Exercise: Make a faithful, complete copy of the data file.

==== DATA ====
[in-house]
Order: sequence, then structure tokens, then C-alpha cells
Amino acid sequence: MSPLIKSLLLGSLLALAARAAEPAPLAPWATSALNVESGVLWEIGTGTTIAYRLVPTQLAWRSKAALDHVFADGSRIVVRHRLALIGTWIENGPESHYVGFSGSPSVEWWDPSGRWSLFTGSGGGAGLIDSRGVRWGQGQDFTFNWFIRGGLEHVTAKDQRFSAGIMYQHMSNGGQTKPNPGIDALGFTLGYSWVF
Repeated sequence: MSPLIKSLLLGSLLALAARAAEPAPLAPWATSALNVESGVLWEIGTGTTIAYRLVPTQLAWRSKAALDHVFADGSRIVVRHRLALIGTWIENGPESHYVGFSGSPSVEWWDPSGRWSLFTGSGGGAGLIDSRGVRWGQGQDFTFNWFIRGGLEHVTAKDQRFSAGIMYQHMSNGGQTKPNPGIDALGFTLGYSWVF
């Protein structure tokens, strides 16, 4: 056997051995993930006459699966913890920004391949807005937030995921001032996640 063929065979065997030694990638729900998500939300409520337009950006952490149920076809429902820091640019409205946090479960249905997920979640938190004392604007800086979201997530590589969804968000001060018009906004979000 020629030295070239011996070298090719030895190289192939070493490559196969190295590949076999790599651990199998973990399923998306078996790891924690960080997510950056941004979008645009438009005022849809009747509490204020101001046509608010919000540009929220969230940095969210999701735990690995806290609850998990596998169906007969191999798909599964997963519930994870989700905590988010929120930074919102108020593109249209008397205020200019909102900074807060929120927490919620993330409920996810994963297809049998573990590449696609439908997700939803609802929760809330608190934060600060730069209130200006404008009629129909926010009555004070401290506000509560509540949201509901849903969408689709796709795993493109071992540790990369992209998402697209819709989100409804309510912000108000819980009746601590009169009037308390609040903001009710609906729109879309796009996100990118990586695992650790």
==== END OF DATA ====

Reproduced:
[in-house]
Order: sequence, then structure tokens, then C-alpha cells
Amino acid sequence: MSPLIKSLLLGSLLALAARAAEPAPLAPWATSALNVESGVLWEIGTGTTIAYRLVPTQLAWRSKAALDHVFADGSRIVVRHRLALIGTWIENGPESHYVGFSGSPSVEWWDPSGRWSLFTGSGGGAGLIDSRGVRWGQGQDFTFNWFIRGGLEHVTAKDQRFSAGIMYQHMSNGGQTKPNPGIDALGFTLGYSWVF
Repeated sequence: MSPLIKSLLLGSLLALAARAAEPAPLAPWATSALNVESGVLWEIGTGTTIAYRLVPTQLAWRSKAALDHVFADGSRIVVRHRLALIGTWIENGPESHYVGFSGSPSVEWWDPSGRWSLFTGSGGGAGLIDSRGVRWGQGQDFTFNWFIRGGLEHVTAKDQRFSAGIMYQHMSNGGQTKPNPGIDALGFTLGYSWVF
């Protein structure tokens, strides 16, 4: 056997051995993930006459699966913890920004391949807005937030995921001032996640 063929065979065997030694990638729900998500939300409520337009950006952490149920076809429902820091640019409205946090479960249905997920979640938190004392604007800086979201997530590589969804968000001060018009906004979000 020629030295070239011996070298090719030895190289192939070493490559196969190295590949076999790599651990199998973990399923998306078996790891924690960080997510950056941004979008645009438009005022849809009747509490204020101001046509608010919000540009929220969230940095969210999701735990690995806290609850998990596998169906007969191999798909599964997963519930994870989700905590988010929120930074919102108020593109249209008397205020200019909102900074807060929120927490919620993330409920996810994963297809049998573990590449696609439908997700939803609802929760809330608190934060600060730069209130200006404008009629129909926010009555004070401290506000509560509540949201509901849903969408689709796709795993493109071992540790990369992209998402697209819709989100409804309510912000108000819980009746601590009169009037308390609040903001009710609906729109879309796009996100990118990586695992650790």